Turning points, aha moments, or those times when the light bulb finally turns on inside us doesn’t happen often. But when they do occur, we remember them, and they become little benchmarks along the path we journey, twigs of hope we are headed in the right direction, reminders we are not alone.
If you’ve ever wanted to run away from a situation that went sour because your expectations were higher than a California Redwood, then you know what it feels like to finally make it to the other side of faith, after a period of chronic disappointment. You thought your heart would forever stay shut down, but then—God showed up.
I remember one of those divine moments. Green, twenty-one, skinny, and bright eyed about the future, I pursued a calling that seemed like it included God’s stamp of approval. But it wouldn’t be long before the rug of faith was pulled out from under me.
No, it wasn’t fun walking through the aftermath of another man’s adultery in, of all places, a church. I wondered why God called me to work with teenagers in a place where an affair took place between staff members, way before I was ever interviewed, hired or I uprooted myself to Gadsden, Alabama—nine hours from my hometown of Burlington, North Carolina.
My shock led to doubts which led to disillusionment that led to skepticism to thinking, “Christianity isn’t working for me. I didn’t sign up for this.” But the spiritual light bulb was getting ready to be turned on inside me, yet time was needed. God’s wasn’t in a hurry.
Fast-forward three years into the future. The headmaster of a boarding school hired me and handed me the textbook I would use to teach high school students on the subject of Religions and Cults. I rolled up my sleeves and the research began. Then it happened.
I was bothered by the fact that no cities mentioned in the Book of Mormon had ever been discovered on our planet.
I was troubled by Christian Science, a belief system that didn’t contain any scientific precepts, much less any “Christian” presuppositions.
I was sickened, learning priests were allowed to sexually abuse boys, yet their actions were covered up by the power and wealth of the Roman Catholic Church.
I was dumbfounded that a large group of Jews didn’t believe Jesus was the Messiah, because they were still waiting for a military type of deliverer to come right all the political wrongs they suffered at the hands of the Romans.
And the Jehovah Witnesses created a date when the world would end, but they kept changing it. Those major inconsistencies and many more found in other belief systems disturbed me.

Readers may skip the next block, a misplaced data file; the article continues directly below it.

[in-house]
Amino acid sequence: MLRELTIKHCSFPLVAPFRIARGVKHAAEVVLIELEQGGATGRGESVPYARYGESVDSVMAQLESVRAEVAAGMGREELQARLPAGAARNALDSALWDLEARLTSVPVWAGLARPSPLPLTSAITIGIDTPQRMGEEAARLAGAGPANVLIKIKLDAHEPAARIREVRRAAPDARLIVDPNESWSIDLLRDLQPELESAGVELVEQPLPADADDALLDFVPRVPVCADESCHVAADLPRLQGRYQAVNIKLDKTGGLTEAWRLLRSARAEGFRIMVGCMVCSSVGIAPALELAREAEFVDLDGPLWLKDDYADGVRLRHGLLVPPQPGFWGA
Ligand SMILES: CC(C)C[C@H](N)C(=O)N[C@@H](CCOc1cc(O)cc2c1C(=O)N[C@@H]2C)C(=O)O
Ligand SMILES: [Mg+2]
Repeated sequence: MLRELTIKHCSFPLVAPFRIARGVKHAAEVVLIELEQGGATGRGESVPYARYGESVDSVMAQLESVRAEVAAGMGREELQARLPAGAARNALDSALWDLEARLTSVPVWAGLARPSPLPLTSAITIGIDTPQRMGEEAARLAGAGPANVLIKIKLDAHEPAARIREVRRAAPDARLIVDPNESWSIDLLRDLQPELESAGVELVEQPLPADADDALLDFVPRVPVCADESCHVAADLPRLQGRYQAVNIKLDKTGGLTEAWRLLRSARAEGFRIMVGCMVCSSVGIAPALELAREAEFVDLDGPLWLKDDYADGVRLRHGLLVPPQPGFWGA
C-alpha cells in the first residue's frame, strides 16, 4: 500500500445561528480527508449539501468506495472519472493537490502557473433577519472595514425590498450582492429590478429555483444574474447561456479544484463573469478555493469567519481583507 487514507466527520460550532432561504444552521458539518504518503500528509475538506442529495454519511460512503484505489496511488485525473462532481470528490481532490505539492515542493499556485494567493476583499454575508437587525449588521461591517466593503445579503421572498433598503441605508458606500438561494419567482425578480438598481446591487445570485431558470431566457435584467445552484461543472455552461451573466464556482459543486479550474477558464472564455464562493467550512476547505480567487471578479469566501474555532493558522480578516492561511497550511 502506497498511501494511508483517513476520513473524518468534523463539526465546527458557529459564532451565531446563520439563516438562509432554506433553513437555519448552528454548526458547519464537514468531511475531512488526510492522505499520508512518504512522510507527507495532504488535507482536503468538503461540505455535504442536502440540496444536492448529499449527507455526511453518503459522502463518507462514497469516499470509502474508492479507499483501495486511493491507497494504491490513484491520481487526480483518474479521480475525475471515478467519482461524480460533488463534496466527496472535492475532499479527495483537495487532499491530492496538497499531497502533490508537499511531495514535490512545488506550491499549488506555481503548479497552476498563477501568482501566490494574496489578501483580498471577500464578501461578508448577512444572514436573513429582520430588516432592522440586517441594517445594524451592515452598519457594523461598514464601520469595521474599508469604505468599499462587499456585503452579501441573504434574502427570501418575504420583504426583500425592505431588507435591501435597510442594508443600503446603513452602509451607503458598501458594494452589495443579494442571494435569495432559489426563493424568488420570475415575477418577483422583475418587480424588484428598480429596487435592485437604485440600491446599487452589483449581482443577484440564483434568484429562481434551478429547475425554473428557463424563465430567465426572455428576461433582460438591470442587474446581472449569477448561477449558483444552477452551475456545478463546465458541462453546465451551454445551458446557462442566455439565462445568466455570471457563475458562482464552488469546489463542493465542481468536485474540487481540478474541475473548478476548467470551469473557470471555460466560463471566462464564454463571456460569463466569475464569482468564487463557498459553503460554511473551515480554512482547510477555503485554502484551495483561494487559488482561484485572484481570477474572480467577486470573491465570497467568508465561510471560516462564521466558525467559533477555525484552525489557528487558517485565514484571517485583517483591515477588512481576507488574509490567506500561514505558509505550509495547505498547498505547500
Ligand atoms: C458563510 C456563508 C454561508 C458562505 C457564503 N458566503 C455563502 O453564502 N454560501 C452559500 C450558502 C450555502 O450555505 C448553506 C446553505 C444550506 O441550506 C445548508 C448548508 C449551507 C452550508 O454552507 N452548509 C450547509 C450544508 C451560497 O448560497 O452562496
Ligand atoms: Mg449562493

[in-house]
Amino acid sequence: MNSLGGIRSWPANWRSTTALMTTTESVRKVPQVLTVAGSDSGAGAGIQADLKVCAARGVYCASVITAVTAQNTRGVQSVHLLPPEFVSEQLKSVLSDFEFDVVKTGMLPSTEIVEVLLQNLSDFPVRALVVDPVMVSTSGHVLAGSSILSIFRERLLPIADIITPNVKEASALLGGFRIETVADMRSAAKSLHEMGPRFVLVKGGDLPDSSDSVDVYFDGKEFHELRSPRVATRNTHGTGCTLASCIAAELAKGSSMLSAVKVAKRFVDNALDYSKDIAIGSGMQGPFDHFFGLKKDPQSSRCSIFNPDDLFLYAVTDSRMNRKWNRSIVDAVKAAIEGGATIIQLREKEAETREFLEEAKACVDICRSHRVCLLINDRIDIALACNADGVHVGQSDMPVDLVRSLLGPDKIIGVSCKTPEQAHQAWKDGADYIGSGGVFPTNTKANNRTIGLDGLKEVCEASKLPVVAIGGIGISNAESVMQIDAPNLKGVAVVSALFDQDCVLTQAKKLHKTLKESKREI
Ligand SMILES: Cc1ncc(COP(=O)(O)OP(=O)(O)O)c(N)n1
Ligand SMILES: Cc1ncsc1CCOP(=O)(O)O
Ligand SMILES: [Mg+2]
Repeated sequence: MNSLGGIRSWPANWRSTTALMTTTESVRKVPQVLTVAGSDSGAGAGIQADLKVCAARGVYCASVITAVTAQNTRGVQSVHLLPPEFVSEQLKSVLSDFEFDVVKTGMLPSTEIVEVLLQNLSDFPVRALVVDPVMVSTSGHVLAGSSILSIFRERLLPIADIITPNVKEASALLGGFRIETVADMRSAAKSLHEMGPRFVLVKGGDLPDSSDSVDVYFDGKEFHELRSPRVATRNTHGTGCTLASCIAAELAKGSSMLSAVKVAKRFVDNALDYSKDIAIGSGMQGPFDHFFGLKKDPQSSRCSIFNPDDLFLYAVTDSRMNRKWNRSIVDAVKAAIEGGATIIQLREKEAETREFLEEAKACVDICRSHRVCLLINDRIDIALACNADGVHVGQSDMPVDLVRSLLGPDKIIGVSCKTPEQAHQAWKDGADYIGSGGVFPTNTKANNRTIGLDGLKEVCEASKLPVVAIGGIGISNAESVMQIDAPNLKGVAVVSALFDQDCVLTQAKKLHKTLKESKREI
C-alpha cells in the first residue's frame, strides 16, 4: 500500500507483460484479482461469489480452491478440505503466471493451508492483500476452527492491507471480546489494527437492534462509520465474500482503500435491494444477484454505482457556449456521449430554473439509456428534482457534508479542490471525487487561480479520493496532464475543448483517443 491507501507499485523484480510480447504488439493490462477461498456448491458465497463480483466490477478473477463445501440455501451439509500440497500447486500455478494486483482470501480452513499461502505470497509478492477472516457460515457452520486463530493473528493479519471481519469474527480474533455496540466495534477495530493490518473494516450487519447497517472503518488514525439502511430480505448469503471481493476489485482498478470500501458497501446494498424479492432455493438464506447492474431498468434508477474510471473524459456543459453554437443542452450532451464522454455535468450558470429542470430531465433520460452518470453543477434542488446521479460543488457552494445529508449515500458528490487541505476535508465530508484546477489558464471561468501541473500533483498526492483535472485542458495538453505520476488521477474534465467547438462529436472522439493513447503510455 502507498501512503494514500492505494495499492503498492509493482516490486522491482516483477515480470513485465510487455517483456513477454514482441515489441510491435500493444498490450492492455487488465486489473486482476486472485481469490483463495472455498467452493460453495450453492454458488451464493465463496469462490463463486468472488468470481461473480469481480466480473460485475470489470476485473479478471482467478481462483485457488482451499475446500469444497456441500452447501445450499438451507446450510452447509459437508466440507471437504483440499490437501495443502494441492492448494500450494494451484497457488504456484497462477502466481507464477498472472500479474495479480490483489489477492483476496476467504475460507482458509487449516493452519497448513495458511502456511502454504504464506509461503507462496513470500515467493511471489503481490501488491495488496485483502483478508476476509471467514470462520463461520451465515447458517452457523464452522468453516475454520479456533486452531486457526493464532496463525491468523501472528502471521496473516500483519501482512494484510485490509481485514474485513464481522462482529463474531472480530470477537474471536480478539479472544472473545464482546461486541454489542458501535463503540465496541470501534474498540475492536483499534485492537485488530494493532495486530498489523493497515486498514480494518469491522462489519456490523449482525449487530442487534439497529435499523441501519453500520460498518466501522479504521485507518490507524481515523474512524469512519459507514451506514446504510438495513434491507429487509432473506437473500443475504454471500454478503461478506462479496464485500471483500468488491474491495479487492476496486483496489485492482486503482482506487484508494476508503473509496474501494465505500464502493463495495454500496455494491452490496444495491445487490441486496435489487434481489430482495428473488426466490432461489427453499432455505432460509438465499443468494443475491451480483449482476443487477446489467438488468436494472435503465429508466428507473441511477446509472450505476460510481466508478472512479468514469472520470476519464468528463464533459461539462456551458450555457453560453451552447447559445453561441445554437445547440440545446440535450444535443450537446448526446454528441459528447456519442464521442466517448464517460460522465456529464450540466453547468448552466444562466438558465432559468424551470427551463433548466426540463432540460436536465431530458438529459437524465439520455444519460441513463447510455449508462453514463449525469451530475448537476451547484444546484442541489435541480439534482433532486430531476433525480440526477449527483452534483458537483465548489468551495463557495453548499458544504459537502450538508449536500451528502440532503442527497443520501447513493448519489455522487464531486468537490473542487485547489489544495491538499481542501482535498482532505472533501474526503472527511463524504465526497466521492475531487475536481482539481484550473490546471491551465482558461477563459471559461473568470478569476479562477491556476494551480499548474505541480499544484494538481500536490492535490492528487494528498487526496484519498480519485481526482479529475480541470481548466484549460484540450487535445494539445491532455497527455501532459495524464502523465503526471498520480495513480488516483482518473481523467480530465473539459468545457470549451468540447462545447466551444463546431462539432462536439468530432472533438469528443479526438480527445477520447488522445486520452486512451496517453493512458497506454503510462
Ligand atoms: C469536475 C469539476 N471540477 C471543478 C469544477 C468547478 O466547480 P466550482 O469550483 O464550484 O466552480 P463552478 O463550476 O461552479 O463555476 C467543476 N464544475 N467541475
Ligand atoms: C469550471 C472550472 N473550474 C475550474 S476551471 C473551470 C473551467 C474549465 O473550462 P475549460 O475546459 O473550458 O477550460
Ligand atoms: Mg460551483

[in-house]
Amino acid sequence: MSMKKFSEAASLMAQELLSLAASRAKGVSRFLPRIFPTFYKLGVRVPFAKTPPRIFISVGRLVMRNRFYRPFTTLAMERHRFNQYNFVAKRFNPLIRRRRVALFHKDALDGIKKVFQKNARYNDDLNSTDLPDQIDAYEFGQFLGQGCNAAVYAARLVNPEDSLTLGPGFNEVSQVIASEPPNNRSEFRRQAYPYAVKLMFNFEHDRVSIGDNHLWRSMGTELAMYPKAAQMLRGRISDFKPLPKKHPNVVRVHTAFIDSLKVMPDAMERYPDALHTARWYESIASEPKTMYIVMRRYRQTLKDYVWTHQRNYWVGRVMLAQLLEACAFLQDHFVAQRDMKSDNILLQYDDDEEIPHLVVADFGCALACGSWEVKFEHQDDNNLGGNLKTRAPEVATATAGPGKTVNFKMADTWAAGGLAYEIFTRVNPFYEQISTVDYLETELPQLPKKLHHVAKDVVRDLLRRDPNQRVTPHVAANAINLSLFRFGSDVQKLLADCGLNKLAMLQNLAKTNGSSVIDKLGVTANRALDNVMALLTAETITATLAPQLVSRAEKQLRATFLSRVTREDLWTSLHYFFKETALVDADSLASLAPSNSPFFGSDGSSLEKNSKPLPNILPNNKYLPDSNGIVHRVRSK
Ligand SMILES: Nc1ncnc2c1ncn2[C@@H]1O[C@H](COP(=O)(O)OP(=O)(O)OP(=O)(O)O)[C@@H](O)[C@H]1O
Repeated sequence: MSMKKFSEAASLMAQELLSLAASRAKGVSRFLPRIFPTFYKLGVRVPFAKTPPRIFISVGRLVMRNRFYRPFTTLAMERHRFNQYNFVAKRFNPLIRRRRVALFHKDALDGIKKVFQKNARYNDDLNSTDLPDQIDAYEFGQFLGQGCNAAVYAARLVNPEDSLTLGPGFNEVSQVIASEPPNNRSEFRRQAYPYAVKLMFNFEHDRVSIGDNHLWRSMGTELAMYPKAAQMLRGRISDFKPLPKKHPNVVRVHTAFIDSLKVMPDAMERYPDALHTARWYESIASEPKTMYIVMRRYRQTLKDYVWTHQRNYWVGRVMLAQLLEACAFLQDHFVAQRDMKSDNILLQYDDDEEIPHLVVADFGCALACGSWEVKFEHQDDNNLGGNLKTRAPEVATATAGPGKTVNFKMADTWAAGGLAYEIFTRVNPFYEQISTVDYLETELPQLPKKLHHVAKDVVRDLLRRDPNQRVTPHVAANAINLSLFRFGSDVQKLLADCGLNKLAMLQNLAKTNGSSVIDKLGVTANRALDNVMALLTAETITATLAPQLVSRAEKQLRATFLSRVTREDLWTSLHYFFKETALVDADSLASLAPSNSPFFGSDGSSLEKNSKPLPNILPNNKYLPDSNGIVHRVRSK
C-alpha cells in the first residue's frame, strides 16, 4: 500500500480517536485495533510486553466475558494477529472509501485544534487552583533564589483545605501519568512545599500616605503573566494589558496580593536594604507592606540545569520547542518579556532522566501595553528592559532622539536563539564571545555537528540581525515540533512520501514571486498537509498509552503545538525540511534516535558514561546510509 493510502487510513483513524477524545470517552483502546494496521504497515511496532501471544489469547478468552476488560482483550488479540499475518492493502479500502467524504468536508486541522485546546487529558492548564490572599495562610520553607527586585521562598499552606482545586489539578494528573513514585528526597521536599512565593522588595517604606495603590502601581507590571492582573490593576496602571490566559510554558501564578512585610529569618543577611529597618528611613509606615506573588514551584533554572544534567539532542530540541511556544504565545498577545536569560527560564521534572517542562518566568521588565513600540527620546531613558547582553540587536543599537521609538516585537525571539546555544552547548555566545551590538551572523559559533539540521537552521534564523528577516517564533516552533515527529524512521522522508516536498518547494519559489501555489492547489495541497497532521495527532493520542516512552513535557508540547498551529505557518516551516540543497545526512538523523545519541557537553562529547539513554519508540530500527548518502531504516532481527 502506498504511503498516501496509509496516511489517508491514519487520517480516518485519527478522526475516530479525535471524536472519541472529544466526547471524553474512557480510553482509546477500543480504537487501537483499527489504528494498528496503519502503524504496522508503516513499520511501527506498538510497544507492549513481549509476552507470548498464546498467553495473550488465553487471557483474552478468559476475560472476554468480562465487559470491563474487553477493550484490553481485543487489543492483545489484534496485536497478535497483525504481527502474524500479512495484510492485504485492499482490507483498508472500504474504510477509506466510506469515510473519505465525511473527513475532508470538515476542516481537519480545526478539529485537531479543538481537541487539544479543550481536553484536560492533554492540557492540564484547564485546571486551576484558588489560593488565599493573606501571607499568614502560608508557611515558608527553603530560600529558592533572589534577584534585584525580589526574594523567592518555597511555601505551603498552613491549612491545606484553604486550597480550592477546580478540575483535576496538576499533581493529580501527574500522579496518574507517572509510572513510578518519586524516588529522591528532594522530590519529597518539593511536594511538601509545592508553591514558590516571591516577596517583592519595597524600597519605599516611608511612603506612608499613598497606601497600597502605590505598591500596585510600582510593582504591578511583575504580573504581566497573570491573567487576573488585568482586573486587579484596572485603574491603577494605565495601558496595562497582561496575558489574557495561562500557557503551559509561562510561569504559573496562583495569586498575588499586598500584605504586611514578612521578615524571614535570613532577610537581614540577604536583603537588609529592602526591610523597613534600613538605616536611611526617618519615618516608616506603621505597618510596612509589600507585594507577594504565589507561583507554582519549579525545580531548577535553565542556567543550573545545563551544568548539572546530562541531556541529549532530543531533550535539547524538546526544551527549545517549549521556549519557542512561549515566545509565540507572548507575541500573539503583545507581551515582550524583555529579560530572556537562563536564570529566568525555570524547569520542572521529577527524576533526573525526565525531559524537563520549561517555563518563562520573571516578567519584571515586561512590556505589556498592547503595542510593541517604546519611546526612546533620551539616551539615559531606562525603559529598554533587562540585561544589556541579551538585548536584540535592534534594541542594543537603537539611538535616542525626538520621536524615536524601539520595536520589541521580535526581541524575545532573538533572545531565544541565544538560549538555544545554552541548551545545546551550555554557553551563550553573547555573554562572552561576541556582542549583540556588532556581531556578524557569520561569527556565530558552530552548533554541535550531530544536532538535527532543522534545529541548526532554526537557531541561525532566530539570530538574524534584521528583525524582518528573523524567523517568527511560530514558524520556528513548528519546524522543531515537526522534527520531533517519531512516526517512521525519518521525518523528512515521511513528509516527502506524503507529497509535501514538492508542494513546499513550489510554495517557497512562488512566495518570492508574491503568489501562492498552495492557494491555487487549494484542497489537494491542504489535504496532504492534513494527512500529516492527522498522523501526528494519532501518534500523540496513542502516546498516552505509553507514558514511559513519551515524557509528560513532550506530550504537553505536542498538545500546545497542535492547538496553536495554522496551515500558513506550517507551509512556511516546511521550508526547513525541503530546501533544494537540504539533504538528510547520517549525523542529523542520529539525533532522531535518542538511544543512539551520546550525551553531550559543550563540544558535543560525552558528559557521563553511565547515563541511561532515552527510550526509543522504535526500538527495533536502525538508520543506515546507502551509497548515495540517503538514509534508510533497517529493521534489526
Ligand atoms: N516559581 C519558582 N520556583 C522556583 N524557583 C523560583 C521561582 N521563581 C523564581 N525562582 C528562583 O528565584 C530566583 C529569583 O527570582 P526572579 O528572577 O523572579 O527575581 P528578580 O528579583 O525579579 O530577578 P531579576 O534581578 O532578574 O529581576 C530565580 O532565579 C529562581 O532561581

A question popped in my head, or was it a lightbulb that “Someone” turned on? “So Nelson, if you want to flee from Christianity, because of a negative experience, where are you going to run to. Which belief system makes the most sense? Everyone runs to some “thing” or some One. Even an atheist believes there is no God.
Before my research, I knew the basics about Christianity, but not specifics, ignorant what the Bible said about man; sin; God; Jesus Christ; the Holy Spirit; judgment; salvation; heaven; hell; and the future. Comparing what the Bible said about ten doctrines of Christianity to other belief systems stretched my intellect like never before.
When I first responded to God many decades ago, around the age of twelve, it was all about a heart conviction, not an intellectual experience, meaning I asked the Holy Spirit to take up residence inside me after I admitted my sins to God, and believed they were covered with the innocent shed blood of Jesus Christ. And I didn’t begin a one-on-one personal relationship with God until the age of eighteen, when I started an ongoing conversation with Him about my life and heard Him respond through scripture.
But for the first time in my pilgrimage, at the age of twenty-five, God turned the light bulb on inside me. There was no longer a chasm between my heart and my brain. My faith stretched from the research and bridged the gap, removing my skepticism toward Christianity. Reading each verse that stood against other belief systems, made we wonder: Why hadn’t I seen this truth before? How many Christians don’t know the whole story? Would this knowledge increase their faith?